In the book, Before Happiness, the author (Achor) discusses a study conducted with having first year medical students take an art class; he mentions that it was shown that by doing so, 10% of the class were able to more accurately diagnose important medical issues. He mentions that this ‘cross training’ of the brain teaches these students the importance of perspective and consideration of other points of view, what he calls ‘vantage points.’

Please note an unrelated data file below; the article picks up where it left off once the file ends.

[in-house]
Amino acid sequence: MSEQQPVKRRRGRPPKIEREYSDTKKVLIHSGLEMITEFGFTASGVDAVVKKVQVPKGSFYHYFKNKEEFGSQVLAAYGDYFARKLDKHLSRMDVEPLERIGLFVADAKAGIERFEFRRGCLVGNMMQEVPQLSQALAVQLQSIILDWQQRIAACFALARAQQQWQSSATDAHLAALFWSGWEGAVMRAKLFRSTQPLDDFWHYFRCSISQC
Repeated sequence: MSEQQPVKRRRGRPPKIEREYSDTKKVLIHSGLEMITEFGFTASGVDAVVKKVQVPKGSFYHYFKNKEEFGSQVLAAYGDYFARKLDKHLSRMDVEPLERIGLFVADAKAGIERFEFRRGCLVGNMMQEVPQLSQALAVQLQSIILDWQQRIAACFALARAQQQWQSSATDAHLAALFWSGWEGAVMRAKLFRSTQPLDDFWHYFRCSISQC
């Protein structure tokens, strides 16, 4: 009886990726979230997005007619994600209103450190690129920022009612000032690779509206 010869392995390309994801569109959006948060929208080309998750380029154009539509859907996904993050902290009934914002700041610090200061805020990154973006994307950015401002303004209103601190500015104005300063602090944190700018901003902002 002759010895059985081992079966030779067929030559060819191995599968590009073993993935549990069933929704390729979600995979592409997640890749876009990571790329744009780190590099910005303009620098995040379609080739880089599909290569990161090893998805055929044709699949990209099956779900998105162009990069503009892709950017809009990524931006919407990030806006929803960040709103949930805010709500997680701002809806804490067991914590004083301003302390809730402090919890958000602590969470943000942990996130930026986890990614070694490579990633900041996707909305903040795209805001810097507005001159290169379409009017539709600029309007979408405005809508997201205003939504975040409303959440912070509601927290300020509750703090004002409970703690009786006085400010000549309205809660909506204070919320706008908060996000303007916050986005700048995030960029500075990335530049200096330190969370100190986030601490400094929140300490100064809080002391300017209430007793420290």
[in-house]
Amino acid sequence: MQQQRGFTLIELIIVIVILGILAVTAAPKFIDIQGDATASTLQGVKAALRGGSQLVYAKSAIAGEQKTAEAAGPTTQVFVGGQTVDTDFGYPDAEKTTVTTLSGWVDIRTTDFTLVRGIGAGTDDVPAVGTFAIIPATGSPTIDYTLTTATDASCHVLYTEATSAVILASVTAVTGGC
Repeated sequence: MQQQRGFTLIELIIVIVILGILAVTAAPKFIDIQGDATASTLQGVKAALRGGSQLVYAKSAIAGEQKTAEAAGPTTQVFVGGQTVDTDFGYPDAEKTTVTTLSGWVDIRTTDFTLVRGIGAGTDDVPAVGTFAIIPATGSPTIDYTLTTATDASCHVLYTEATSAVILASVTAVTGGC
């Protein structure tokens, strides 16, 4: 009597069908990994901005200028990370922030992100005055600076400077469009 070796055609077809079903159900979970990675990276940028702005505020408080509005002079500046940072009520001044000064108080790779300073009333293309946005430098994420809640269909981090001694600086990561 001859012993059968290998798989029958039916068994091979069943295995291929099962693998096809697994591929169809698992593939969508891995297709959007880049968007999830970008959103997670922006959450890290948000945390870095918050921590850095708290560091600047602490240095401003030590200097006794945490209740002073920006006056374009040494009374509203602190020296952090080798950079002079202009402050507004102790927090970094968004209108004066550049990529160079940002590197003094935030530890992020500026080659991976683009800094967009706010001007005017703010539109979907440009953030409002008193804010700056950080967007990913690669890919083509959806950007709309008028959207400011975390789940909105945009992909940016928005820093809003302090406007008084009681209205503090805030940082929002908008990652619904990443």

How many times do we see things but it doesn’t agree with others? This occurs as we each have our own way of taking in information and processing that information; none of us will see it the same. When we aren’t aware of this, we can become frustrated and act accordingly. But if we consider other perspectives, it can decrease the activation of the brain’s emotional centers and allow one to now think more openly and positively and take decisive action. So when things seem tough and you’re not sure how to handle them, use the power of perspective to be more open to ideas to resolve them. You will feel better – and so will they.